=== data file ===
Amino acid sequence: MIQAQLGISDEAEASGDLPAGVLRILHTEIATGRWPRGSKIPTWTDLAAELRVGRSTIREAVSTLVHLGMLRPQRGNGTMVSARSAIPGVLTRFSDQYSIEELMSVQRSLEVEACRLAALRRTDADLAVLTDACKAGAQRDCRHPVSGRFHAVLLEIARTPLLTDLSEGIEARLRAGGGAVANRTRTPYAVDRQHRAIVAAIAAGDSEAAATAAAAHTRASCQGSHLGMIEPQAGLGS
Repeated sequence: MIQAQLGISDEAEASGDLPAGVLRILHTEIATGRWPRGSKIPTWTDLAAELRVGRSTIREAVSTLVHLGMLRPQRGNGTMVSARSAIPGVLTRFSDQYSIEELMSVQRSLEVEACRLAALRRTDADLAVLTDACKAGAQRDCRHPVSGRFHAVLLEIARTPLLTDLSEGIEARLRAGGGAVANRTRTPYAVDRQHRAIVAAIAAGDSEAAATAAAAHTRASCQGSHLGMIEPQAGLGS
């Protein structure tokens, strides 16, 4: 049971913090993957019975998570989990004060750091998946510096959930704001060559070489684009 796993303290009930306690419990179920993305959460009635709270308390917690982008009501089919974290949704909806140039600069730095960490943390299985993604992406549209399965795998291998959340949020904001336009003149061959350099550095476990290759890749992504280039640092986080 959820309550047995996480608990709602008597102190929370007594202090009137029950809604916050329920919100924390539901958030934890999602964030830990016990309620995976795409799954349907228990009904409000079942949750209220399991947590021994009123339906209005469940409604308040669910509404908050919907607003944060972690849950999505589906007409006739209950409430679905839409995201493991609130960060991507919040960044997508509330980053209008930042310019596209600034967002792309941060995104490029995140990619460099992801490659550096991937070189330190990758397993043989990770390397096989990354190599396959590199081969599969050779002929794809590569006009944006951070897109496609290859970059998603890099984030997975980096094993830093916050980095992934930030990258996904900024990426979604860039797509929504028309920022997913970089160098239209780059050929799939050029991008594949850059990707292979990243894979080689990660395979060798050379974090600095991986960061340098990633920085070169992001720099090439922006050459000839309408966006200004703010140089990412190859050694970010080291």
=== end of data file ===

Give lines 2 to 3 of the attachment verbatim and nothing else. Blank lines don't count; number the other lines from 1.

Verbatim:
Repeated sequence: MIQAQLGISDEAEASGDLPAGVLRILHTEIATGRWPRGSKIPTWTDLAAELRVGRSTIREAVSTLVHLGMLRPQRGNGTMVSARSAIPGVLTRFSDQYSIEELMSVQRSLEVEACRLAALRRTDADLAVLTDACKAGAQRDCRHPVSGRFHAVLLEIARTPLLTDLSEGIEARLRAGGGAVANRTRTPYAVDRQHRAIVAAIAAGDSEAAATAAAAHTRASCQGSHLGMIEPQAGLGS
């Protein structure tokens, strides 16, 4: 049971913090993957019975998570989990004060750091998946510096959930704001060559070489684009 796993303290009930306690419990179920993305959460009635709270308390917690982008009501089919974290949704909806140039600069730095960490943390299985993604992406549209399965795998291998959340949020904001336009003149061959350099550095476990290759890749992504280039640092986080 959820309550047995996480608990709602008597102190929370007594202090009137029950809604916050329920919100924390539901958030934890999602964030830990016990309620995976795409799954349907228990009904409000079942949750209220399991947590021994009123339906209005469940409604308040669910509404908050919907607003944060972690849950999505589906007409006739209950409430679905839409995201493991609130960060991507919040960044997508509330980053209008930042310019596209600034967002792309941060995104490029995140990619460099992801490659550096991937070189330190990758397993043989990770390397096989990354190599396959590199081969599969050779002929794809590569006009944006951070897109496609290859970059998603890099984030997975980096094993830093916050980095992934930030990258996904900024990426979604860039797509929504028309920022997913970089160098239209780059050929799939050029991008594949850059990707292979990243894979080689990660395979060798050379974090600095991986960061340098990633920085070169992001720099090439922006050459000839309408966006200004703010140089990412190859050694970010080291």